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From The Hart

The parenting dilemma
Scripps Howard News Service


January 06, 2006

Now I'm REALLY depressed.

December's Journal of Health and Social Behavior, published by the American Sociological Association, reported on a study that said being a parent is, well, depressing.

All the stuff you've read about how having a family makes one happier? Forget about it.

According to researchers Ranae Evenson of Vanderbilt University and Robin Simon of Florida State University in their article, "Clarifying the Relationship Between Parenthood and Depression," you're apparently better off if you're like yuppies Todd and Margot, who lived next door to family man Clark Griswold in the movie "Christmas Vacation." Think about it. He had a nervous breakdown before he caused theirs.

Here's what the study reported: The authors looked at analyses from the first results of the National Survey of Families and Households, which sampled 13,000 adults. The researchers of this study examined the relationship between parenthood and depression. And - bummer - all types of parents reported more depression than all types of people without children. The least-depressed parents, those married moms and dads living with their minor biological children, were still more depressed than non-parents.

And, according to the study, if you are a single parent or have adult children living at home, you are REALLY hurting.

Now I'm as tempted as anyone to jump all over this study and suggest that this is just more of the anti-child spin in which our culture regularly indulges. Kind of the same thing as people suggesting that one or two kids, maybe even three, is fine, but more than that and you must be really kooky and "not fulfilling yourself" or something. Part of me wants to come up with anything to avoid saying, "Wait a minute, I thought having and raising children was to be the happiest experience of my life - it turns out I'm going through all this craziness and the payoff is a big downer?"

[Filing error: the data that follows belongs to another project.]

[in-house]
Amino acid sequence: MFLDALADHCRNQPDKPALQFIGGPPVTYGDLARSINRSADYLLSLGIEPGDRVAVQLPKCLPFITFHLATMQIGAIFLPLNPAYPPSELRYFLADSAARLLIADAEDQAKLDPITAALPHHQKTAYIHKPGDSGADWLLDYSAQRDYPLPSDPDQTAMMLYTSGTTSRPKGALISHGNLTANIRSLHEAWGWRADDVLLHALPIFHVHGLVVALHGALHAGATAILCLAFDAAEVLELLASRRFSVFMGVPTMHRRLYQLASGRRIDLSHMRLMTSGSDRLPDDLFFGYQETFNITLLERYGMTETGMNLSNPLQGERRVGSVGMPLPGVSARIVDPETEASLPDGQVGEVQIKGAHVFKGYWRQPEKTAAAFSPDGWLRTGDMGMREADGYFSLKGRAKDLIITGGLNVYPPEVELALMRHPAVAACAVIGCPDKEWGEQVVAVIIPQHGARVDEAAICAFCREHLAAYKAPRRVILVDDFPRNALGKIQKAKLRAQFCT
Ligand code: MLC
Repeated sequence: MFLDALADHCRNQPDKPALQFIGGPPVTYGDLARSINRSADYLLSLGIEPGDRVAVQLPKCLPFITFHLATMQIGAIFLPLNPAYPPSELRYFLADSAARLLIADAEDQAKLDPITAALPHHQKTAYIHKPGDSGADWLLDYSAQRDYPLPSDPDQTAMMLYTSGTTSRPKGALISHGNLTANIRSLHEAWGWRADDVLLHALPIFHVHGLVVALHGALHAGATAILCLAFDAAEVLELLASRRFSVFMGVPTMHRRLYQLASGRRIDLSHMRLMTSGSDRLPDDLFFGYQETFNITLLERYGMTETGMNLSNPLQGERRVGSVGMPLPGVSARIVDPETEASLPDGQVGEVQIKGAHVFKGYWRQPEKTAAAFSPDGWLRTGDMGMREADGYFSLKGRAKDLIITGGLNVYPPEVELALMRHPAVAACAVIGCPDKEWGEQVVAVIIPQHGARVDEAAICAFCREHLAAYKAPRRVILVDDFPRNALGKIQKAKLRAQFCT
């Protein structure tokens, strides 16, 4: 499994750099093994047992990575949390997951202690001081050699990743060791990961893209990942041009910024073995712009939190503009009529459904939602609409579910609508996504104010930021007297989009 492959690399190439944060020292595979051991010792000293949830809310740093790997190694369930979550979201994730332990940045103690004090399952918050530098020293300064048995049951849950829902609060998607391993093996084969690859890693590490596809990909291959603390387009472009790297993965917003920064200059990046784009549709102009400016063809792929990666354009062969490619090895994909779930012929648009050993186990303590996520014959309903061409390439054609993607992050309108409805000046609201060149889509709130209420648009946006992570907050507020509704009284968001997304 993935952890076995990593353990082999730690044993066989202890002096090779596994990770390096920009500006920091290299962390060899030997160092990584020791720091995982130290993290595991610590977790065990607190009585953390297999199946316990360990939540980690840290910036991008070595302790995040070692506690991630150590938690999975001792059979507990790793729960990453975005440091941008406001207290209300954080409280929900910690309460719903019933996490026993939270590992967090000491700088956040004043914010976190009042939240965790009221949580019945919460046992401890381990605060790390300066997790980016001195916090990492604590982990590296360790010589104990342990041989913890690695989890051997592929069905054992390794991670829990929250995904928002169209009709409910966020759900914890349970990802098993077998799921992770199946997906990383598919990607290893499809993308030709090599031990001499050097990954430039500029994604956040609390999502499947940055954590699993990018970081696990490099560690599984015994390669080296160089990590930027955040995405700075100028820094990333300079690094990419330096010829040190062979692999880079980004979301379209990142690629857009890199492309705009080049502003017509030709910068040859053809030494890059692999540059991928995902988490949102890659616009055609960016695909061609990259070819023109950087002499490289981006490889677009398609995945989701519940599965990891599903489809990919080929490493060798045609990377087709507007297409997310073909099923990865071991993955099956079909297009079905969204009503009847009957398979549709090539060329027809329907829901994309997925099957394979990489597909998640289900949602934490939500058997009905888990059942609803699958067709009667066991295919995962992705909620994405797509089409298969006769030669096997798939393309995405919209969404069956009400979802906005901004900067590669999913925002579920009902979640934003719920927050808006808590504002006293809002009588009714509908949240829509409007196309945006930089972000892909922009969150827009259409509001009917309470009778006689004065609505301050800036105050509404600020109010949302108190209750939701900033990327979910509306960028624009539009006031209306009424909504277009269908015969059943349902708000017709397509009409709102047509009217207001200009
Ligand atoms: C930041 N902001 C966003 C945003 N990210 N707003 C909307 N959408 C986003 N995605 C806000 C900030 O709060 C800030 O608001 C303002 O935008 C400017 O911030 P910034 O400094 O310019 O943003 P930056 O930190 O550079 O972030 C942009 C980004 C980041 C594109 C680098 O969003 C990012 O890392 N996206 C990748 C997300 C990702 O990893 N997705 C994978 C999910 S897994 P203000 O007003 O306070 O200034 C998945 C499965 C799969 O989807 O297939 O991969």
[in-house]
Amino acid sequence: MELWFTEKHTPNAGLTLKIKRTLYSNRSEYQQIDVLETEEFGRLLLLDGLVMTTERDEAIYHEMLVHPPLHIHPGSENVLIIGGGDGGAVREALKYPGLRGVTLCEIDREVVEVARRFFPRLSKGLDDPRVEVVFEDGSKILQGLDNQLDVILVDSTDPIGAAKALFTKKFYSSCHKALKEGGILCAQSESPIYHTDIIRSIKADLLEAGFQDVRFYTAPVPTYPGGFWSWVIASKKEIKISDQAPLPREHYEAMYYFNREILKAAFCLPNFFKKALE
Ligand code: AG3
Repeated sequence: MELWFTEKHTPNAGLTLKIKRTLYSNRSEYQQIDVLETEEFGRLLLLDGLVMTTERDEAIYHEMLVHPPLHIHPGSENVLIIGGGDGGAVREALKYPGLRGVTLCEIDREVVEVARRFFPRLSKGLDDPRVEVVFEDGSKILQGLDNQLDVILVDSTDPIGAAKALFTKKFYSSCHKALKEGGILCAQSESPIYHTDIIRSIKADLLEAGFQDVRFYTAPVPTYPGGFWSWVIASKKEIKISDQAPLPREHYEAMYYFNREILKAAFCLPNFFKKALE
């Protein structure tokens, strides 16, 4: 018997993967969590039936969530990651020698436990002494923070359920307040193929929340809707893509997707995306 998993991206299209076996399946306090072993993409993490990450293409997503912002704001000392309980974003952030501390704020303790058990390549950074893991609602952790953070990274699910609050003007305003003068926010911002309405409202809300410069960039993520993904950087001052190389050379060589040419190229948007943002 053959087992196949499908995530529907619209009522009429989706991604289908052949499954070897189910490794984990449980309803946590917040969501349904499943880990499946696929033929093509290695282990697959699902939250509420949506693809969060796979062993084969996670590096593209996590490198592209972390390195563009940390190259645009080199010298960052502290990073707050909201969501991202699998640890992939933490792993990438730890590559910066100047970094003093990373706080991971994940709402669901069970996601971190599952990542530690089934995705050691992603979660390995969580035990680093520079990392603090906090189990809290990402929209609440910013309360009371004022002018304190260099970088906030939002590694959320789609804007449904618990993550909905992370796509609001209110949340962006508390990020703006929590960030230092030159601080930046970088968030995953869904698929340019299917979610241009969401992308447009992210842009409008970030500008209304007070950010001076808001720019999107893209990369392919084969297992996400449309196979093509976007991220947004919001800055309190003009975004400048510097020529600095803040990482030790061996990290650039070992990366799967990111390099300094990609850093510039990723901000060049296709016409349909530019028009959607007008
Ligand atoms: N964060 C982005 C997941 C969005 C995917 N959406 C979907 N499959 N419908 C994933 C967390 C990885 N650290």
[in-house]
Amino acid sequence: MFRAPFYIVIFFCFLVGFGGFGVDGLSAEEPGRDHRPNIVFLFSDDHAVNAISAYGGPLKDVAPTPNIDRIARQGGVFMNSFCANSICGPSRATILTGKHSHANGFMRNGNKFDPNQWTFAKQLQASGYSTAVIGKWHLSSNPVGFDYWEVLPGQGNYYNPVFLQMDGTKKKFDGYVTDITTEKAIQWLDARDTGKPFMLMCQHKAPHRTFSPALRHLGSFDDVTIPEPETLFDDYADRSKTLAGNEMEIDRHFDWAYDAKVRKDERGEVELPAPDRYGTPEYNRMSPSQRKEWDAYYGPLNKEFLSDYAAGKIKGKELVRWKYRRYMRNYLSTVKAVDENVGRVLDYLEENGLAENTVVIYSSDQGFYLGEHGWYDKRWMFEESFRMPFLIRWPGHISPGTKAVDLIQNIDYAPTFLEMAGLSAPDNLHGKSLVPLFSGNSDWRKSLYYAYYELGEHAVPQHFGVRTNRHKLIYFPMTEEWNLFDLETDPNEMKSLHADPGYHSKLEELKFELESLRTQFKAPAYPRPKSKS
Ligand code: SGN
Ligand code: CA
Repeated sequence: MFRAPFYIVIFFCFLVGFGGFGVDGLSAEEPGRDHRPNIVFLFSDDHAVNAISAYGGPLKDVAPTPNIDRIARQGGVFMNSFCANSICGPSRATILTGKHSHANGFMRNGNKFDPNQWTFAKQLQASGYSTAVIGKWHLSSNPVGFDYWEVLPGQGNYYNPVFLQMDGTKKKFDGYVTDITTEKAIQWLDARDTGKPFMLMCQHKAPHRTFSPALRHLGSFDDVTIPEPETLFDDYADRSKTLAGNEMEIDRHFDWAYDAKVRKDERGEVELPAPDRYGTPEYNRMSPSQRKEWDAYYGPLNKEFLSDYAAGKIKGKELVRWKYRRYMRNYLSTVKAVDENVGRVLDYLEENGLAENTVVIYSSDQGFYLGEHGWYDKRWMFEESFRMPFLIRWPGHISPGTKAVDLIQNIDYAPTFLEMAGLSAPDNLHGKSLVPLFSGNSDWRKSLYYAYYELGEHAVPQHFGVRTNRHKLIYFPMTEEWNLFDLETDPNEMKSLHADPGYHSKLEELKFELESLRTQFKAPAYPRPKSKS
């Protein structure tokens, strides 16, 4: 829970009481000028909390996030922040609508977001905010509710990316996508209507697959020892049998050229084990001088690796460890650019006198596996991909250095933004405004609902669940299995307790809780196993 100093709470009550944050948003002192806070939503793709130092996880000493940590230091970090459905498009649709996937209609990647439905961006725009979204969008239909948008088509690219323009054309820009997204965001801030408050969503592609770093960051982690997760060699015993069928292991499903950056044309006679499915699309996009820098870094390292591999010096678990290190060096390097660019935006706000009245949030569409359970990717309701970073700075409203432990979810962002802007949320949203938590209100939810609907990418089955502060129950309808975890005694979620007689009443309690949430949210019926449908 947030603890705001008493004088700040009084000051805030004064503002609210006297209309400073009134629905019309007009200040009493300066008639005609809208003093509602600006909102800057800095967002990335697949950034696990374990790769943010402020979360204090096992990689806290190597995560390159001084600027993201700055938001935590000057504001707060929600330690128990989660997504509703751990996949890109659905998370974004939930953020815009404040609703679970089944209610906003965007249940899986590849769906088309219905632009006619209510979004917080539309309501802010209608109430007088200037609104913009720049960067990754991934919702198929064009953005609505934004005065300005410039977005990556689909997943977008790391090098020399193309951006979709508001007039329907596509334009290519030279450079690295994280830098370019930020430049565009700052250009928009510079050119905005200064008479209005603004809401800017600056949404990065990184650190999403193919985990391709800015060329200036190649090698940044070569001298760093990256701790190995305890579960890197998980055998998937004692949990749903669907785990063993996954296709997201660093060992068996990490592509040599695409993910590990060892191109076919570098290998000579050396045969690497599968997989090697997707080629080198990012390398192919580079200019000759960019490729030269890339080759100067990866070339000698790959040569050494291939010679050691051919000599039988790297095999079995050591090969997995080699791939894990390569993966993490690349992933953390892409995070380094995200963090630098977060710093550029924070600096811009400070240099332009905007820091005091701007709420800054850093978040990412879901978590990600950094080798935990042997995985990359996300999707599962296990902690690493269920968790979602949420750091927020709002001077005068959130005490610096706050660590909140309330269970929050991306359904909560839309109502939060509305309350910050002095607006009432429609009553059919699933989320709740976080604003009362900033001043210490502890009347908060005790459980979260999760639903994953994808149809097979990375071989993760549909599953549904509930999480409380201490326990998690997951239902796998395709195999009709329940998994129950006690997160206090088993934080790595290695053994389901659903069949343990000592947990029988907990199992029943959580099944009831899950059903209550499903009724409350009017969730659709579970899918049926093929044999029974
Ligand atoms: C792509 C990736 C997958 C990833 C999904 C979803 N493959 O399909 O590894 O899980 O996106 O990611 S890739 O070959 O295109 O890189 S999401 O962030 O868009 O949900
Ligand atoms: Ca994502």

I'm guessing these authors would suggest that based on their data I, as a single mother with sole custody of four young kids, should be ready to jump out an eighth-story window or something.

(OK, maybe I haven't considered the eighth-story window, but when I traveled with all the kids to the East Coast last week I did briefly fantasize about putting them on one plane and myself on another, bound for Puerto Rico. I thought it possible the kids wouldn't notice until it came time to fight over turns at the window seats and they started looking for me with whines of "Mom!!!" But I also thought the separate vacations might be a tough one to explain when I give talks on parenting, so I decided not to chance it.)

Anyway, rather than attack the study, I have to admit I think it makes at least some sense. Yes, there may be too many parents who make their own lives (ital) about (end ital) their children, or about raising near-"perfect" children, and it seems to me it would be hard for anyone to be happy in that situation.

But even for parents who have a healthy orientation toward parenting, the fact remains that anything really worth having, anything really important, anything that really matters, is worth getting pretty wrapped up in. In this case, our kids.

We pour ourselves into them, we invest in them in so many ways, precisely because they matter so much. Sometimes, that's an incredibly difficult, stressful, if often wonderful and rewarding job that could, and apparently inevitably does, put just about every parent on some kind of an emotional roller coaster. Let's face it: Our kids probably make us more emotionally vulnerable than just about anything else we can imagine.

As I've written before, what helps me on this journey is reminding myself that my ultimate goal for my children is heaven, not Harvard. If they go through Harvard on the way (and there's no indication any of mine are headed there), that's a fine thing. But if I reverse that equation and make all my perseverance for them about achieving something in this world, that's bound to magnify every failure or setback on their part or mine and be really depressing.

What also helps is remembering that roller coasters can be nerve-wracking and frightening - but also exhilarating, and so much fun!


Betsy Hart is the author of "It Takes a Parent: How the Culture
of Pushover Parenting is Hurting Our Kids - and What to Do About It."
She can be reached at

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